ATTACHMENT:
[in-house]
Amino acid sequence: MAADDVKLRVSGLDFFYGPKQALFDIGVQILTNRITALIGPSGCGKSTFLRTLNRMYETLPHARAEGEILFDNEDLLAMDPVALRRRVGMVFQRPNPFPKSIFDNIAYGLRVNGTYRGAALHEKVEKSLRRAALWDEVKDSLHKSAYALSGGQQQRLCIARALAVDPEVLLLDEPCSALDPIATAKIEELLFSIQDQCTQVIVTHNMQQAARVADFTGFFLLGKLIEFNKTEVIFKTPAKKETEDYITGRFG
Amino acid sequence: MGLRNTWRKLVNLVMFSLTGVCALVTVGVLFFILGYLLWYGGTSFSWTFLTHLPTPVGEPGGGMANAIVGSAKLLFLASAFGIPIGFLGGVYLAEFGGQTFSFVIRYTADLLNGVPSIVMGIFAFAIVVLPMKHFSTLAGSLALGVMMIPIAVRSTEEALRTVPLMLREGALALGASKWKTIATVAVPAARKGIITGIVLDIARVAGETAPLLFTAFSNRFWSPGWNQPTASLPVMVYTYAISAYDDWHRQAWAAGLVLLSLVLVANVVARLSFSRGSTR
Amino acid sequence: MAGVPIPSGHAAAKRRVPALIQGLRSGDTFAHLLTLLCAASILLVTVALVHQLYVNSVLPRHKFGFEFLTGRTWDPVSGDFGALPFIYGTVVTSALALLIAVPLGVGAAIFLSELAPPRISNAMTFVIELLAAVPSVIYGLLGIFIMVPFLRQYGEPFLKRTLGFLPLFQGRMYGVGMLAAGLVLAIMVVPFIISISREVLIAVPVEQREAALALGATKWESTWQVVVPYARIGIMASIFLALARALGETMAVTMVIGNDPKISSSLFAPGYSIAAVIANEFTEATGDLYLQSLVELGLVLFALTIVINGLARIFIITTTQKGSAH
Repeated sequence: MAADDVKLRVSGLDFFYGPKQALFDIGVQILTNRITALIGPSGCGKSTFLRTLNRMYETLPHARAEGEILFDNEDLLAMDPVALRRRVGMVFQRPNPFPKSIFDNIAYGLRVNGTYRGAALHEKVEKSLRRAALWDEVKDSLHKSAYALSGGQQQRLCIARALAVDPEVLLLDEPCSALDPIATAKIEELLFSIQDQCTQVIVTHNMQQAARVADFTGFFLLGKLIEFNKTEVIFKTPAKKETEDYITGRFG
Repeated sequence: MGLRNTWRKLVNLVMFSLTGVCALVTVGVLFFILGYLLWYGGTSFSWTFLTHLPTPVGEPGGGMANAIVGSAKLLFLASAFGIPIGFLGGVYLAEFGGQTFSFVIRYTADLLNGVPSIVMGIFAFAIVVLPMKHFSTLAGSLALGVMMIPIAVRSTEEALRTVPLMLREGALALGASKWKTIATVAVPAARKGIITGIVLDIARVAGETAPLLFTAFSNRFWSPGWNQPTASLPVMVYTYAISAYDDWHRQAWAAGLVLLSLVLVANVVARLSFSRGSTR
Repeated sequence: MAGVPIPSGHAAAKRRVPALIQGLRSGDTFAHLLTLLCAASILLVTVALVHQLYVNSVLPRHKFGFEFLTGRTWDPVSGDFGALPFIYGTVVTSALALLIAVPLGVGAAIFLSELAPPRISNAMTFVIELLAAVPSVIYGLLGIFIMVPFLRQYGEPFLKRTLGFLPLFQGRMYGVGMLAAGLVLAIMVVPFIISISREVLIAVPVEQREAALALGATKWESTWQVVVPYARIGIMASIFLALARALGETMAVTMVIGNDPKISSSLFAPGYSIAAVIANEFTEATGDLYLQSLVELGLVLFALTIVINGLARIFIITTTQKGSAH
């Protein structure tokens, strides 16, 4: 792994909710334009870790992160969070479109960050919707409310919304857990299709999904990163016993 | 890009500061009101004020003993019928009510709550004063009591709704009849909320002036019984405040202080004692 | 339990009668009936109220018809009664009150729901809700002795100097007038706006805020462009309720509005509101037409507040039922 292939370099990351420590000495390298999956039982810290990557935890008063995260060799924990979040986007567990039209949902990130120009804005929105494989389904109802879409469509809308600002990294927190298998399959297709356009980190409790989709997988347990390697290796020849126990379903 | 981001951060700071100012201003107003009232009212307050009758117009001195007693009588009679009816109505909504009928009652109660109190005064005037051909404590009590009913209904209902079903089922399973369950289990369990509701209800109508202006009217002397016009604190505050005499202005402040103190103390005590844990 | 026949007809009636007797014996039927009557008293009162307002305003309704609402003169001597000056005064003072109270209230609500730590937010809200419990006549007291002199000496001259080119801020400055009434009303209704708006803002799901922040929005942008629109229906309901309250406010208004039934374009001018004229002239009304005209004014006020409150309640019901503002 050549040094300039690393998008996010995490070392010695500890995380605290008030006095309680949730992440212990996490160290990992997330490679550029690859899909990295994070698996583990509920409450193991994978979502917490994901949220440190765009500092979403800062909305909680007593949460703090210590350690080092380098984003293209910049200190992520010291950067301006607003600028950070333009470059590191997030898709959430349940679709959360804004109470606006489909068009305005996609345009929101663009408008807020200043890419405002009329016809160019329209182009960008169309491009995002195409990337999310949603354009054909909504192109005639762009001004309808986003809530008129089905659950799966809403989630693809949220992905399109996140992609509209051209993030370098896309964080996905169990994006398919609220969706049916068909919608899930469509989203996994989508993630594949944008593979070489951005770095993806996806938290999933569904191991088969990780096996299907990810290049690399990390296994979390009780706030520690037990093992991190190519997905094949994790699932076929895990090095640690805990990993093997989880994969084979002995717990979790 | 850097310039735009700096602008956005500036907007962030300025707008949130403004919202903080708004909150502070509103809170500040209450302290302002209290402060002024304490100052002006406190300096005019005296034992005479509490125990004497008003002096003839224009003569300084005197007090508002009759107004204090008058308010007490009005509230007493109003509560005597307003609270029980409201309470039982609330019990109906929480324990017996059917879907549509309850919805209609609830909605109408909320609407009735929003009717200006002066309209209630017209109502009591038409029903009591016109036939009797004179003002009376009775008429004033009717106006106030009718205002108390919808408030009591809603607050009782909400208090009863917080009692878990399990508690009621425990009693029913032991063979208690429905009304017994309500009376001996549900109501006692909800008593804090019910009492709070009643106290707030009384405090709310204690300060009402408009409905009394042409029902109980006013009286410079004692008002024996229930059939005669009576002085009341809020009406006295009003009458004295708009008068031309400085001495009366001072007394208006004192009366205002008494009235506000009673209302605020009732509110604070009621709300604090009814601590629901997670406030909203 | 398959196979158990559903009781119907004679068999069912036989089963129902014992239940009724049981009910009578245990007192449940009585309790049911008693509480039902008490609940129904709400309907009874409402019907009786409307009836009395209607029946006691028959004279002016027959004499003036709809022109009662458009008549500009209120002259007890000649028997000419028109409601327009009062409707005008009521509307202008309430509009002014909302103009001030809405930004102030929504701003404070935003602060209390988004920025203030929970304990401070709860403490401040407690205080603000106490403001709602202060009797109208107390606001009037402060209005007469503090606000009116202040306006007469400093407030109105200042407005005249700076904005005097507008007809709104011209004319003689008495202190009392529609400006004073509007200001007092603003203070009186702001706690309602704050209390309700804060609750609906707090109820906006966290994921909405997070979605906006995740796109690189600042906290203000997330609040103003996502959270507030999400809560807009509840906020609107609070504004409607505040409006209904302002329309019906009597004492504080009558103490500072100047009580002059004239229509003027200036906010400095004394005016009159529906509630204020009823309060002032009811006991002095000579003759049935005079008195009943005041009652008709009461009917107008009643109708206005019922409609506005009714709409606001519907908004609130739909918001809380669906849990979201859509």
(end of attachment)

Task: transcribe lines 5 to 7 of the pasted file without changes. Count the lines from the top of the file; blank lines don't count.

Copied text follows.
Repeated sequence: MAADDVKLRVSGLDFFYGPKQALFDIGVQILTNRITALIGPSGCGKSTFLRTLNRMYETLPHARAEGEILFDNEDLLAMDPVALRRRVGMVFQRPNPFPKSIFDNIAYGLRVNGTYRGAALHEKVEKSLRRAALWDEVKDSLHKSAYALSGGQQQRLCIARALAVDPEVLLLDEPCSALDPIATAKIEELLFSIQDQCTQVIVTHNMQQAARVADFTGFFLLGKLIEFNKTEVIFKTPAKKETEDYITGRFG
Repeated sequence: MGLRNTWRKLVNLVMFSLTGVCALVTVGVLFFILGYLLWYGGTSFSWTFLTHLPTPVGEPGGGMANAIVGSAKLLFLASAFGIPIGFLGGVYLAEFGGQTFSFVIRYTADLLNGVPSIVMGIFAFAIVVLPMKHFSTLAGSLALGVMMIPIAVRSTEEALRTVPLMLREGALALGASKWKTIATVAVPAARKGIITGIVLDIARVAGETAPLLFTAFSNRFWSPGWNQPTASLPVMVYTYAISAYDDWHRQAWAAGLVLLSLVLVANVVARLSFSRGSTR
Repeated sequence: MAGVPIPSGHAAAKRRVPALIQGLRSGDTFAHLLTLLCAASILLVTVALVHQLYVNSVLPRHKFGFEFLTGRTWDPVSGDFGALPFIYGTVVTSALALLIAVPLGVGAAIFLSELAPPRISNAMTFVIELLAAVPSVIYGLLGIFIMVPFLRQYGEPFLKRTLGFLPLFQGRMYGVGMLAAGLVLAIMVVPFIISISREVLIAVPVEQREAALALGATKWESTWQVVVPYARIGIMASIFLALARALGETMAVTMVIGNDPKISSSLFAPGYSIAAVIANEFTEATGDLYLQSLVELGLVLFALTIVINGLARIFIITTTQKGSAH